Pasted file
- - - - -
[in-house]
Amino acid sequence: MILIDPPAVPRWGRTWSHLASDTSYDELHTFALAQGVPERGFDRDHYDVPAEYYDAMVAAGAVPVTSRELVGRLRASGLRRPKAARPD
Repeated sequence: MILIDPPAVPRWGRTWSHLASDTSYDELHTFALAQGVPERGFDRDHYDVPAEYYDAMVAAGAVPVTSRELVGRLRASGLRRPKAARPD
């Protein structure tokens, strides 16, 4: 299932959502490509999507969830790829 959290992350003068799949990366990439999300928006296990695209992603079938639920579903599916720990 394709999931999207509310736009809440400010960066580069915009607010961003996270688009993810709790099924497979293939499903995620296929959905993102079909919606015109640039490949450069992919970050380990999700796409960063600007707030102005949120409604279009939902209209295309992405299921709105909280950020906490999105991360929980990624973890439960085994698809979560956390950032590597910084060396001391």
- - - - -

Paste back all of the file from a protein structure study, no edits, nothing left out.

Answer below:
[in-house]
Amino acid sequence: MILIDPPAVPRWGRTWSHLASDTSYDELHTFALAQGVPERGFDRDHYDVPAEYYDAMVAAGAVPVTSRELVGRLRASGLRRPKAARPD
Repeated sequence: MILIDPPAVPRWGRTWSHLASDTSYDELHTFALAQGVPERGFDRDHYDVPAEYYDAMVAAGAVPVTSRELVGRLRASGLRRPKAARPD
């Protein structure tokens, strides 16, 4: 299932959502490509999507969830790829 959290992350003068799949990366990439999300928006296990695209992603079938639920579903599916720990 394709999931999207509310736009809440400010960066580069915009607010961003996270688009993810709790099924497979293939499903995620296929959905993102079909919606015109640039490949450069992919970050380990999700796409960063600007707030102005949120409604279009939902209209295309992405299921709105909280950020906490999105991360929980990624973890439960085994698809979560956390950032590597910084060396001391």